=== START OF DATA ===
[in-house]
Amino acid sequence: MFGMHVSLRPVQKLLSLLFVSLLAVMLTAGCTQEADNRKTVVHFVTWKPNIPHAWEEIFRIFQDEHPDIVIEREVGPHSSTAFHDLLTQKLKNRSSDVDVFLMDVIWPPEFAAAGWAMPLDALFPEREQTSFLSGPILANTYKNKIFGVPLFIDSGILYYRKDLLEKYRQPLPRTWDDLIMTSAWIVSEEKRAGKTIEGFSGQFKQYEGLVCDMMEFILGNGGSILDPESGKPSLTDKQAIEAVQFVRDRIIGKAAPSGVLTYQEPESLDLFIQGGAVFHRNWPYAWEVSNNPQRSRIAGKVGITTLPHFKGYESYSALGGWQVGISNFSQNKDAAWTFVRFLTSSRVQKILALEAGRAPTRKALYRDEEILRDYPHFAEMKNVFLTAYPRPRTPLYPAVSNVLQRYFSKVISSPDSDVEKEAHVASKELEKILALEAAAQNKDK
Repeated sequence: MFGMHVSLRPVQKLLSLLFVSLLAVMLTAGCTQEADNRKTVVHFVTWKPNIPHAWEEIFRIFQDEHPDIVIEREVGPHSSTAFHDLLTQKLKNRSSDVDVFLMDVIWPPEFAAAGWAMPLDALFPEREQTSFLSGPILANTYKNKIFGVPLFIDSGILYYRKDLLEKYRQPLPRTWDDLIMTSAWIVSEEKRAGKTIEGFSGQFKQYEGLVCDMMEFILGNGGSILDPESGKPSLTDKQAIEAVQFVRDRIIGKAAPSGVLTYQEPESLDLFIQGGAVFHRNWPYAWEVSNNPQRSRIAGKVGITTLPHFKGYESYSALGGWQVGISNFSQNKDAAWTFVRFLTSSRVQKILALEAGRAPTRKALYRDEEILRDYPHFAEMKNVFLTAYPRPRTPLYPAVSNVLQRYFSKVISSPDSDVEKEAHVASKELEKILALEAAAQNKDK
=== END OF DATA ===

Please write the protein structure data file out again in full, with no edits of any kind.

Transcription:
[in-house]
Amino acid sequence: MFGMHVSLRPVQKLLSLLFVSLLAVMLTAGCTQEADNRKTVVHFVTWKPNIPHAWEEIFRIFQDEHPDIVIEREVGPHSSTAFHDLLTQKLKNRSSDVDVFLMDVIWPPEFAAAGWAMPLDALFPEREQTSFLSGPILANTYKNKIFGVPLFIDSGILYYRKDLLEKYRQPLPRTWDDLIMTSAWIVSEEKRAGKTIEGFSGQFKQYEGLVCDMMEFILGNGGSILDPESGKPSLTDKQAIEAVQFVRDRIIGKAAPSGVLTYQEPESLDLFIQGGAVFHRNWPYAWEVSNNPQRSRIAGKVGITTLPHFKGYESYSALGGWQVGISNFSQNKDAAWTFVRFLTSSRVQKILALEAGRAPTRKALYRDEEILRDYPHFAEMKNVFLTAYPRPRTPLYPAVSNVLQRYFSKVISSPDSDVEKEAHVASKELEKILALEAAAQNKDK
Repeated sequence: MFGMHVSLRPVQKLLSLLFVSLLAVMLTAGCTQEADNRKTVVHFVTWKPNIPHAWEEIFRIFQDEHPDIVIEREVGPHSSTAFHDLLTQKLKNRSSDVDVFLMDVIWPPEFAAAGWAMPLDALFPEREQTSFLSGPILANTYKNKIFGVPLFIDSGILYYRKDLLEKYRQPLPRTWDDLIMTSAWIVSEEKRAGKTIEGFSGQFKQYEGLVCDMMEFILGNGGSILDPESGKPSLTDKQAIEAVQFVRDRIIGKAAPSGVLTYQEPESLDLFIQGGAVFHRNWPYAWEVSNNPQRSRIAGKVGITTLPHFKGYESYSALGGWQVGISNFSQNKDAAWTFVRFLTSSRVQKILALEAGRAPTRKALYRDEEILRDYPHFAEMKNVFLTAYPRPRTPLYPAVSNVLQRYFSKVISSPDSDVEKEAHVASKELEKILALEAAAQNKDK